In whatever field one works in there is a fine line between helping and hindering a client, whatever species they happen to be and whatever the modality may be.
As therapists we also have the same obligations to ‘do no harm’. This is not always an easy distinction to make - when to stop and say enough is enough. It is easy to call when you are whipping cream, you can see when to stop as the cream starts to turn to butter. It is visual and so many of us now only rely on our visual sense that we forget to trust the gut instinct, ending up over egging the pudding as it were so that there is no space for healing to occur.
We also have to remember that we are not actually ‘doing’ anything just allowing the client to create within themselves the optimum environment for healing themselves. How we achieve that is down to each in their own way but one must always be aware that we cannot heal anything, we are just there to help the client.
That help may be practical, providing food and water, a place of safety; it may be emotional support or the environment where the client can express and release all the built up stress and tension held in the body; it may also be providing a quiet observation of the situation so that the elements that are required to heal are slotted into place. To keep the cooking analogy going, our job is to put out all the ingredients that may be required to bake a cake, the tins, the utensils that will be needed but then we hand it all over to the chef/baker (client) to do the creating; how it turns out is none of our concern but we are there to help not hinder.
It is a hazard that is easy to get caught up in ‘ the need to DO something’ sometimes doing nothing is a greatest gift that we can give. Other times the ego demands that we do something as the ego forgets that whatever technique we use it is down to the client to heal themselves. I have seen Drs and vets inject joints to relive pain, it works for a short period of time or may have a long term effect, in my opinion it is not the Dr, the vet or the drug per se, it is the time that the affected area requires to heal itself once it is given a helping hand to get over the initial issue - if the client is in the environment to heal then they will, however this in not always the case due to the fact that the ‘environment’ of the body may be compromised, the living conditions may not be suitable, the mental/emotional issues at that time may not be conducive to healing.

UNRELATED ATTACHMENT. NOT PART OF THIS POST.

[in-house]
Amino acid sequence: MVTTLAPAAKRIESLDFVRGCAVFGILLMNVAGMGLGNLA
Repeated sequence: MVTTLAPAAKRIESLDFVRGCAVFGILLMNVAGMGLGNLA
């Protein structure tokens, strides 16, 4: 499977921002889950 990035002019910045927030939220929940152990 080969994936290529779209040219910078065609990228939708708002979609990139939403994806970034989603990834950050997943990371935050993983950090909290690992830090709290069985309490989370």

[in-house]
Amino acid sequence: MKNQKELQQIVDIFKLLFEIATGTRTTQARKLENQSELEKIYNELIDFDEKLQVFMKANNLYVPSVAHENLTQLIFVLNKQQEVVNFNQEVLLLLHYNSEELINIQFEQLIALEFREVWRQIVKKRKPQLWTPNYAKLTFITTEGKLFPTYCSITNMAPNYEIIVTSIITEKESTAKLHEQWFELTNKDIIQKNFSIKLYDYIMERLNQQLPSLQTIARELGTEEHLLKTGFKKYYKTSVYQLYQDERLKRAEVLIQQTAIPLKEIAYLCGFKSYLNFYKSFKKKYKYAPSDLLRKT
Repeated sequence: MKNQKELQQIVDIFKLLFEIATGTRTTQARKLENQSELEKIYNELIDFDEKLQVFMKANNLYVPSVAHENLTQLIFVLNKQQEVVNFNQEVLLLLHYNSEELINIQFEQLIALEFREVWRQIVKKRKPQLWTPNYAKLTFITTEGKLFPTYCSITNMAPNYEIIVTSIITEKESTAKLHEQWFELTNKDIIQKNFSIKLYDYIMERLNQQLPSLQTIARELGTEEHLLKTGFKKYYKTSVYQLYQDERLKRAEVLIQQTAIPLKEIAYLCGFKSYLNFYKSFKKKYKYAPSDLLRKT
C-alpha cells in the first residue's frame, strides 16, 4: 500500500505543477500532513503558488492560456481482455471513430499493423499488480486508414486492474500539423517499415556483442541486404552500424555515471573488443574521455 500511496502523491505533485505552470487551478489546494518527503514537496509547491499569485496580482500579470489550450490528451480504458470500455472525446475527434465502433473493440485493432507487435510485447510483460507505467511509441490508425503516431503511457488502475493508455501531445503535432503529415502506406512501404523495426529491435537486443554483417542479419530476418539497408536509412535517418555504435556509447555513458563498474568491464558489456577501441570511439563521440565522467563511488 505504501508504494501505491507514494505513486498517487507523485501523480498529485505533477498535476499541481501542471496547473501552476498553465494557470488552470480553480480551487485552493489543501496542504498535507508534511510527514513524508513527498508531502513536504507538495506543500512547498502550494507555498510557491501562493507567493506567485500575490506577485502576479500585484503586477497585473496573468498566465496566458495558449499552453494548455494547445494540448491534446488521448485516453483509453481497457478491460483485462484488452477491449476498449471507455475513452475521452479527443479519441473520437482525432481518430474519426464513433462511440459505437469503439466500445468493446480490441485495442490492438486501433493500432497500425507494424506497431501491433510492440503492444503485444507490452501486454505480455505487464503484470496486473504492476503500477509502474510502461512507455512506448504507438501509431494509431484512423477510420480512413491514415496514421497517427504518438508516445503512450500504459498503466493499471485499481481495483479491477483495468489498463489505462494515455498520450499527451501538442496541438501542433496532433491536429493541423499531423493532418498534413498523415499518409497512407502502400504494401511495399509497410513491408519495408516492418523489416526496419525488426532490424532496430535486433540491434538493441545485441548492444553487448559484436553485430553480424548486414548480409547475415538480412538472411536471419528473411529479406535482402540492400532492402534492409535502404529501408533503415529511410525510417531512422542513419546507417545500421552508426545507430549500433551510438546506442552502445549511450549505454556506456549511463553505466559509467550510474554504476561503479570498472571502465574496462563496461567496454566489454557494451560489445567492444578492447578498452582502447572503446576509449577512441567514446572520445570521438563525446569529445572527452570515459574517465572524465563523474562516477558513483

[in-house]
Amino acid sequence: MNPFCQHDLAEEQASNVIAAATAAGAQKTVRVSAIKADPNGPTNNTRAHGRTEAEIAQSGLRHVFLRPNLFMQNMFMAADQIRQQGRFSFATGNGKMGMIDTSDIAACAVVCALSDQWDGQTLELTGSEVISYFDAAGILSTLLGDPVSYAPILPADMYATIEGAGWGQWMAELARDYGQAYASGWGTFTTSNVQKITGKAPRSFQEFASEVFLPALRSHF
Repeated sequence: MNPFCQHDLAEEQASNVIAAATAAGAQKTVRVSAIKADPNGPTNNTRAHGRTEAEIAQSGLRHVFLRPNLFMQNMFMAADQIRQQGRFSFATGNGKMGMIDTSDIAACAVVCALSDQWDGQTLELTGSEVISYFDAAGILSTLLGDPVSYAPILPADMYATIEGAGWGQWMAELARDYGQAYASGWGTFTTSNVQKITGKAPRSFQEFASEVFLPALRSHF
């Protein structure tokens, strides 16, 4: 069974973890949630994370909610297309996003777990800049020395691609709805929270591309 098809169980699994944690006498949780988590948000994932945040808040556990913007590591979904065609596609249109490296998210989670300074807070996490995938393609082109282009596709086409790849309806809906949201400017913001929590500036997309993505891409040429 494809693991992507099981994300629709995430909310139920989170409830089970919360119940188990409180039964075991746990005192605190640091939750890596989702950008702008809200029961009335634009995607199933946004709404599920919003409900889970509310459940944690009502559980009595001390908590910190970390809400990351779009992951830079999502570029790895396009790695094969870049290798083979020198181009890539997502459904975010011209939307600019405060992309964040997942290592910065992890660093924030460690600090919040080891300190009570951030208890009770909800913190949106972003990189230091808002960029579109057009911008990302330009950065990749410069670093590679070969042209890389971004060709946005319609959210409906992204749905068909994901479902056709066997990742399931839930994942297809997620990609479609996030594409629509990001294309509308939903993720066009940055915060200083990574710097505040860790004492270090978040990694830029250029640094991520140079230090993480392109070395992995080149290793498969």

By always being there for a client we may also be hindering their recovery as they become reliant on us ‘healing’ them not being fully aware that we are just there to help and it is down to them to heal themselves, there is no silver bullet. By doing sessions on demand we are are not respecting their space or respecting ourselves, sometimes stepping back and giving them the time and space that they need is the hardest thing to do especially if you have a limited book of clients. At the end of the day though by acting with respect and integrity saying ‘enough is enough’ their body may get the opportunity to do what it needs to do. We just have to learn to remove ourselves from the equation - it was never our issue to begin with and there is no reason why we need to have ownership of the outcome.
When we observe this from the philosophical perspective it is a case of Wu Wei - without doing, causing, or making ie letting things happen with no egotistical effort or input; we let the body work with its own inner wisdom, the natural order of things and since the natural world does not make mistakes, whatever is meant to unfold will unfold in its own perfect time.